Impact of climate change and other factors on emerging arbovirus diseases

Trans R Soc Trop Med Hyg. 2009 Feb;103(2):109-21. doi: 10.1016/j.trstmh.2008.07.025. Epub 2008 Sep 16.

Abstract

While some skeptics remain unconvinced that global climate change is a reality, there is no doubt that during the past 50 years or so, patterns of emerging arbovirus diseases have changed significantly. Can this be attributed to climate change? Climate is a major factor in determining: (1) the geographic and temporal distribution of arthropods; (2) characteristics of arthropod life cycles; (3) dispersal patterns of associated arboviruses; (4) the evolution of arboviruses; and (5) the efficiency with which they are transmitted from arthropods to vertebrate hosts. Thus, under the influence of increasing temperatures and rainfall through warming of the oceans, and alteration of the natural cycles that stabilise climate, one is inevitably drawn to the conclusion that arboviruses will continue to emerge in new regions. For example, we cannot ignore the unexpected but successful establishment of chikungunya fever in northern Italy, the sudden appearance of West Nile virus in North America, the increasing frequency of Rift Valley fever epidemics in the Arabian Peninsula, and very recently, the emergence of Bluetongue virus in northern Europe. In this brief review we ask the question, are these diseases emerging because of climate change or do other factors play an equal or even more important role in their emergence?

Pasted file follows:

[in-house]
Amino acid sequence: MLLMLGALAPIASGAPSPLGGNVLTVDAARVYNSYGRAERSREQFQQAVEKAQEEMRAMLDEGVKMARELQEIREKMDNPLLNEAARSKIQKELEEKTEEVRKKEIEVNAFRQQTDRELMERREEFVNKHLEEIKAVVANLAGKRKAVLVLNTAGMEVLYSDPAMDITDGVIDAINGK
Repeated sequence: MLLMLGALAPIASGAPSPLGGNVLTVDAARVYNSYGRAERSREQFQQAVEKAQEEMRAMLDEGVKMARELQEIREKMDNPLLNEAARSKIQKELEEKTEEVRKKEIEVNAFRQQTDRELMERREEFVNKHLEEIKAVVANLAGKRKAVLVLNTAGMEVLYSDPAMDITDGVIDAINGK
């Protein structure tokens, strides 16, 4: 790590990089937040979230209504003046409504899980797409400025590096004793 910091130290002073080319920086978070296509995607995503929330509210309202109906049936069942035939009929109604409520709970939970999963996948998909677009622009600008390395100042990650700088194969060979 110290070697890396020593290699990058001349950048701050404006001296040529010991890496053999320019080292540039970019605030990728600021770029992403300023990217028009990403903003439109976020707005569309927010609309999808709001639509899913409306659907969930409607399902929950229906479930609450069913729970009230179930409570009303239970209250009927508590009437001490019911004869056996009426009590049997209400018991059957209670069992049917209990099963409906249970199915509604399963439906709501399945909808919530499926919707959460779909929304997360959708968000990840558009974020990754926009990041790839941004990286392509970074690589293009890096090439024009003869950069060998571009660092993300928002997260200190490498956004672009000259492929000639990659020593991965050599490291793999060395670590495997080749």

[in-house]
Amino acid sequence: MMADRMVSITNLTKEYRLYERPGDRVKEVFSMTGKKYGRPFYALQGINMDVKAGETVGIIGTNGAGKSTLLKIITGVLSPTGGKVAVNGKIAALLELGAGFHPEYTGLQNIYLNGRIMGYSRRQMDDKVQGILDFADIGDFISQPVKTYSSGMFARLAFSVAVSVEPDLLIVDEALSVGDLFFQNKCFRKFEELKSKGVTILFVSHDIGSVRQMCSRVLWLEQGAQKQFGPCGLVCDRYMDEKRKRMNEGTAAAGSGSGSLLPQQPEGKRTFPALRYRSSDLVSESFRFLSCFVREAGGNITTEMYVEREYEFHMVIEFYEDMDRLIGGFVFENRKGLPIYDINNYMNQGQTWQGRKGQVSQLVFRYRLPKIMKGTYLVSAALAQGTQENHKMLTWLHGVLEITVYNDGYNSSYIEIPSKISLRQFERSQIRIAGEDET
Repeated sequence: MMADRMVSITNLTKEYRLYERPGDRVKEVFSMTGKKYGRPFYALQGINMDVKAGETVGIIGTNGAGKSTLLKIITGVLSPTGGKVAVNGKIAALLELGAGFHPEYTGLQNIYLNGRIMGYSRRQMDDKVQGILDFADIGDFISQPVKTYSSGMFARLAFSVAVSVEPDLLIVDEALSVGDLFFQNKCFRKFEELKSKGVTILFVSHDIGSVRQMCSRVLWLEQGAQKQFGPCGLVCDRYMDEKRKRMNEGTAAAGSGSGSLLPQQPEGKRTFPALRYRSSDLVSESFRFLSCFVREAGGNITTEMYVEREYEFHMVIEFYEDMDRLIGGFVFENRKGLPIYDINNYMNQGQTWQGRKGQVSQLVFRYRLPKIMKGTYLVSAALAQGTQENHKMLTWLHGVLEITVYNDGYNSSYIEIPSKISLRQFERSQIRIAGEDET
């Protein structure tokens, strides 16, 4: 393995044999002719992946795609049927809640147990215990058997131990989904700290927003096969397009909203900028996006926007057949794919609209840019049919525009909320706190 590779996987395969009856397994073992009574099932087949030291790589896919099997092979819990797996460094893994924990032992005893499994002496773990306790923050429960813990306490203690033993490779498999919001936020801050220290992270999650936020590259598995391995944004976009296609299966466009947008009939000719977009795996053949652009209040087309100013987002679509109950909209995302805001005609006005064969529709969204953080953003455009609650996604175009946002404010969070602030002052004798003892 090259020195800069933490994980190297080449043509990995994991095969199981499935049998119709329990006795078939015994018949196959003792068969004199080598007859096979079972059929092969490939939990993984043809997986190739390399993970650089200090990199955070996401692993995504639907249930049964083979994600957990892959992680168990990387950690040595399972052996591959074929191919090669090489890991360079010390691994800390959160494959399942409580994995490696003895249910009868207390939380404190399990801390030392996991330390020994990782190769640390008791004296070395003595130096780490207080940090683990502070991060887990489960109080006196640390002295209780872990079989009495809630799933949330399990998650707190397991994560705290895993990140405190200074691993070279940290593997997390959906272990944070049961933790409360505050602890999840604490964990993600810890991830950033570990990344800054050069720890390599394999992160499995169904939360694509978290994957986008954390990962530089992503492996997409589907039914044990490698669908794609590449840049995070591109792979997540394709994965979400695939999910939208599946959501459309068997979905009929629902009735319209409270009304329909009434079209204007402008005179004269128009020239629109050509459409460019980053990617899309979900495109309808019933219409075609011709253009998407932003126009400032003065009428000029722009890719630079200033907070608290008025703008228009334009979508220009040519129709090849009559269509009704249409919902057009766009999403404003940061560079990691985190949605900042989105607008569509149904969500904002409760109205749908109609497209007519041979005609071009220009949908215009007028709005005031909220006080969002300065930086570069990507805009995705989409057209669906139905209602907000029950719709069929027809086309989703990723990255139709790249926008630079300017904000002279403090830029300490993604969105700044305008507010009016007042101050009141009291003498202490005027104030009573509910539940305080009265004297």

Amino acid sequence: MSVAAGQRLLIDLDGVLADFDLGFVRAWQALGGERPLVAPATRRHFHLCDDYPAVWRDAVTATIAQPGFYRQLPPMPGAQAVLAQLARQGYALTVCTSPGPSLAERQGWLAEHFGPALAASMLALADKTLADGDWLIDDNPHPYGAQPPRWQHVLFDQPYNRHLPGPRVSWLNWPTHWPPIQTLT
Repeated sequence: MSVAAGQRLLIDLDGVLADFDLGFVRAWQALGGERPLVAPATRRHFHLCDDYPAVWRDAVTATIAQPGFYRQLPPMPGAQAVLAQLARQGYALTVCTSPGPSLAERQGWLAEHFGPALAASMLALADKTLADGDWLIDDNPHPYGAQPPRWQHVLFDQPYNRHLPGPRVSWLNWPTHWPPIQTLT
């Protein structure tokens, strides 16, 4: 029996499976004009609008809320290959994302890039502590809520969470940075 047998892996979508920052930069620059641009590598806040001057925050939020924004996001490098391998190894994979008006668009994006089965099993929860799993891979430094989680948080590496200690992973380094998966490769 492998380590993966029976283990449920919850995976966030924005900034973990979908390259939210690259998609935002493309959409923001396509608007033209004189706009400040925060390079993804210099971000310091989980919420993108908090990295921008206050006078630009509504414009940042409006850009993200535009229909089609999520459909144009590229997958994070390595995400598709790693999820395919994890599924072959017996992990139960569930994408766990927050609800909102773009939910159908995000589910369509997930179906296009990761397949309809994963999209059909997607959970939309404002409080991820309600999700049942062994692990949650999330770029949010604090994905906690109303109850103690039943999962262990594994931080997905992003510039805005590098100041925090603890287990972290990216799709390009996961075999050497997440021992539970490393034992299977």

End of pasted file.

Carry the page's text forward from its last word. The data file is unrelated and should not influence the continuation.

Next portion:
Publication types

  • Research Support, N.I.H., Extramural
  • Research Support, Non-U.S. Gov't
  • Review

MeSH terms

  • Alphavirus Infections / epidemiology*
  • Alphavirus Infections / transmission
  • Animals
  • Arbovirus Infections / epidemiology*
  • Arbovirus Infections / transmission
  • Arthropods / virology
  • Bluetongue virus
  • Chikungunya virus
  • Communicable Diseases, Emerging / epidemiology
  • Communicable Diseases, Emerging / prevention & control*
  • Disease Outbreaks
  • Disease Reservoirs
  • Greenhouse Effect*
  • Humans
  • Insect Vectors / virology
  • Rift Valley Fever / epidemiology
  • Rift Valley Fever / transmission
  • Sheep
  • West Nile Fever / epidemiology
  • West Nile Fever / transmission
  • West Nile virus
  • Zoonoses / epidemiology*
  • Zoonoses / transmission